Soundproofing a Home Recording Studio
LESLIE: Ian in North Carolina is on the line and wants to build a recording studio. We might be able to help with that.
IAN: It’s kind of a bucket-list project. I was given my grandmother’s old house and they built on an extension of the house and I’m trying to convert it into a semi-professional recording studio. And I’ve done a little research on this acoustic foam stuff but it’s ridiculously expensive. And I’m trying to figure out a different method to basically achieve the same effect.
TOM: First of all, if you want to soundproof a room in a residential home, you have to use materials that are specifically designed to do that. Probably the least expensive way to do it is with a material called “soundproof drywall” or “sound-resistant drywall.” There are a couple of different brands that sell this product. But essentially, what you would do is you would put a second layer of drywall over the existing layer. And this new drywall has sound-resistant capabilities to it or qualities to it so it absorbs the sound and keeps it nice and quiet.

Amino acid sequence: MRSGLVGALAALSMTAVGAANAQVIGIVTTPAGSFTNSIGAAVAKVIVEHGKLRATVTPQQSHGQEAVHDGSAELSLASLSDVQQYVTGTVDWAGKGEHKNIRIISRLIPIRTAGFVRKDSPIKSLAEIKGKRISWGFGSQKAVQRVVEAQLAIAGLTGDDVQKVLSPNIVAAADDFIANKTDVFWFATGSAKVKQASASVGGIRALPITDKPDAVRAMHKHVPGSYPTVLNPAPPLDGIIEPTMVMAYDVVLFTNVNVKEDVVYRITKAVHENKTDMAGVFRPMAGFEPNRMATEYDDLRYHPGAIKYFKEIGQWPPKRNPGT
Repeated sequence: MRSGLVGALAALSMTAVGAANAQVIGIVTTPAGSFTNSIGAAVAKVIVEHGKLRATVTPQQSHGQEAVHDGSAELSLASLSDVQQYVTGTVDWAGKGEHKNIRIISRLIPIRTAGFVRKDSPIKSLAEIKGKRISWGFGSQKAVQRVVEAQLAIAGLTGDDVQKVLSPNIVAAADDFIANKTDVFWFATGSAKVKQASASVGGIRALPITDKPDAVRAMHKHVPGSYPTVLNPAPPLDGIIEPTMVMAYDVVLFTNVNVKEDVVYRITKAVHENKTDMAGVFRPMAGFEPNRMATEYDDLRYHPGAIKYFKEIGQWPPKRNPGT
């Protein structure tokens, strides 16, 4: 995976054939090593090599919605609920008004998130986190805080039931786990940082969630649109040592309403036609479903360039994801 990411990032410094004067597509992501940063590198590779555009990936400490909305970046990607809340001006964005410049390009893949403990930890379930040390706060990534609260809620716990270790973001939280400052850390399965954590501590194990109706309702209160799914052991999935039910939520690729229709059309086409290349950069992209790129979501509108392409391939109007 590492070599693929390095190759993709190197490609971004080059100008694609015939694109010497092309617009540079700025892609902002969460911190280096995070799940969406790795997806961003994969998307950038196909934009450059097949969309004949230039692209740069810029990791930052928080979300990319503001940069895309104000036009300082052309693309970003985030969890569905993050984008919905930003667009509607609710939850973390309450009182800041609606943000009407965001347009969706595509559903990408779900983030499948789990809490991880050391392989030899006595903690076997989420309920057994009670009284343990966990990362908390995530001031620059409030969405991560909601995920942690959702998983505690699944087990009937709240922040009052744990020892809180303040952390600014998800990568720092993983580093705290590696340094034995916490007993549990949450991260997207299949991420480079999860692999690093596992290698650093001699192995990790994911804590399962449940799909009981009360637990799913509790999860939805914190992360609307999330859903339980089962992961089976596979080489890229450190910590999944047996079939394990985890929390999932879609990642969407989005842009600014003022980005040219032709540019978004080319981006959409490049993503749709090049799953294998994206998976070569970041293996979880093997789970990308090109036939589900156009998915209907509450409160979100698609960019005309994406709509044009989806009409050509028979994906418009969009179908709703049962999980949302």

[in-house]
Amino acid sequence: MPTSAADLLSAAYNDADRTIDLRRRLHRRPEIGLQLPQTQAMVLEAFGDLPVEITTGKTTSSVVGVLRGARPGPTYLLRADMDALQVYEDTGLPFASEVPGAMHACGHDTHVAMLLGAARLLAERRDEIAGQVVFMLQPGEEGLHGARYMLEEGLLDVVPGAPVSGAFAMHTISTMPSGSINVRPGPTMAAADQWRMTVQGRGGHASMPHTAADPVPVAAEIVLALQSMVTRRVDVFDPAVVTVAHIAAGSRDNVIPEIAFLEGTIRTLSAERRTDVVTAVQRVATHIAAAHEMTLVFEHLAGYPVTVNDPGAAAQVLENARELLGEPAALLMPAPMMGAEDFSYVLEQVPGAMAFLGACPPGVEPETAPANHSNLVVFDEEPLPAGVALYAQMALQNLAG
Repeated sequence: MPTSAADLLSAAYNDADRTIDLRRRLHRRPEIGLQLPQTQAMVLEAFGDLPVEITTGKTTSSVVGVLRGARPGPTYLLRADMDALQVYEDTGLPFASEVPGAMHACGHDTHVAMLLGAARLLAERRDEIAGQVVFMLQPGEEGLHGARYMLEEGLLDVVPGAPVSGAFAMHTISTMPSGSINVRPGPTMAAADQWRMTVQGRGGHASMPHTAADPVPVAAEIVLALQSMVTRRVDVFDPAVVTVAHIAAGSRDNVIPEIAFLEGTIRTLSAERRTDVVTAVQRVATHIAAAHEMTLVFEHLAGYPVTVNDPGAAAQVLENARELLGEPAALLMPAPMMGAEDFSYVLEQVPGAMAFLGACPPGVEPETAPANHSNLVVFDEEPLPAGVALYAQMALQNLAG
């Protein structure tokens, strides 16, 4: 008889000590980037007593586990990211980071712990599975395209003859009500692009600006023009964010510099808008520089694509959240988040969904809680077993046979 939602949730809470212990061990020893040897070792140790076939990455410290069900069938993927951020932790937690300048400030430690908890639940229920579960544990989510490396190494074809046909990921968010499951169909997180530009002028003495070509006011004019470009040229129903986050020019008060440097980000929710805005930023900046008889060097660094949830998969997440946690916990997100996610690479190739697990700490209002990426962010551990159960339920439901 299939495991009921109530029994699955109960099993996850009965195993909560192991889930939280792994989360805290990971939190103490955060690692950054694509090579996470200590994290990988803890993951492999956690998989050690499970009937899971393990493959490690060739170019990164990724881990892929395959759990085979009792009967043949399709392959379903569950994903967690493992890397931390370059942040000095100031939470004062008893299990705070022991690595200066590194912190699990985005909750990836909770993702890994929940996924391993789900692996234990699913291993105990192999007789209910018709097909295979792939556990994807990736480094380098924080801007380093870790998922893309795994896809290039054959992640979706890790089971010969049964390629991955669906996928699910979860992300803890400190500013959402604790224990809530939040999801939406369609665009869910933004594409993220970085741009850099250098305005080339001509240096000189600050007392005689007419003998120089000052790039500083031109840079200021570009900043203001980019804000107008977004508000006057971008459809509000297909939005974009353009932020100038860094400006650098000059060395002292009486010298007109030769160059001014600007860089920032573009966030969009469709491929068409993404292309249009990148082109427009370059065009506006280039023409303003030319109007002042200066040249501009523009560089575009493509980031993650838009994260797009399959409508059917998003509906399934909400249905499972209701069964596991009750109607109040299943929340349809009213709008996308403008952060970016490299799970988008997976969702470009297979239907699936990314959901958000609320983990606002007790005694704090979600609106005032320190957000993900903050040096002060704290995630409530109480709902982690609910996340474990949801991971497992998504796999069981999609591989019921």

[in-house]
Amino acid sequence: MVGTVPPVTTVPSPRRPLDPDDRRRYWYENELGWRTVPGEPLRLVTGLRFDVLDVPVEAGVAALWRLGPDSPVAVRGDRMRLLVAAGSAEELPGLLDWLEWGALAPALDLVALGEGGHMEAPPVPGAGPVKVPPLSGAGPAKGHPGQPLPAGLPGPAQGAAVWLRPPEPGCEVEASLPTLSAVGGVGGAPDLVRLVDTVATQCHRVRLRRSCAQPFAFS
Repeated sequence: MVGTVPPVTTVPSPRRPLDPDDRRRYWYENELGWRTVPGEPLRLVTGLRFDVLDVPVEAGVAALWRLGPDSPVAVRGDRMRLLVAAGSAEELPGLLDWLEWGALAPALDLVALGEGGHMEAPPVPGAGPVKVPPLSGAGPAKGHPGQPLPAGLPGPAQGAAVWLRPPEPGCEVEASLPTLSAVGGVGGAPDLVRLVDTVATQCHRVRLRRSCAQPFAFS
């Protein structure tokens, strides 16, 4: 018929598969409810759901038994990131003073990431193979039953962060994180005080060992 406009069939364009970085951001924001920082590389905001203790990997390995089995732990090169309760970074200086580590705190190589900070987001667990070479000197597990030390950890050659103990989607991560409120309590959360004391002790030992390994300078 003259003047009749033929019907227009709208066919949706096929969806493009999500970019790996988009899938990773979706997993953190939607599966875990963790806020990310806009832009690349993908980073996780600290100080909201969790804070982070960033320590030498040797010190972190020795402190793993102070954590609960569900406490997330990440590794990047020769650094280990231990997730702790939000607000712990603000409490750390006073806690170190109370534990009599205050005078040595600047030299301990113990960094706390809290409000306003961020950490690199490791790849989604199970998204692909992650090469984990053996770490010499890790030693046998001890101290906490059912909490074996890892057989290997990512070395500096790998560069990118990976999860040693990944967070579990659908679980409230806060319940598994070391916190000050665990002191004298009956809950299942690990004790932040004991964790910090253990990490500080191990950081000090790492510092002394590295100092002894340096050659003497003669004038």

Where the rubber meets the road with this is at the penetrations to the wall. So if there’s a light, an outlet or a switch, there are some very specific steps you have to take in those areas to soundproof them. And there’s a putty that has to be installed around it. It’s quite involved. But that’s the least expensive way to probably – to do this.
Generally, when you have sound-resistant construction, you have kind of a wall inside of a wall so that the two walls are not touching each other.
IAN: Like a floating?
TOM: Yeah, kind of like floating. Like a non-bearing wall.
IAN: Right, right. OK.
TOM: But you could do that to the walls and the ceilings but then, what do you do about the floor?
IAN: Right. OK.
TOM: So, take a look at soundproof drywall and see if that kind of gets you closer to where you want to go on this, OK?
IAN: That sounds great. Thank you so much.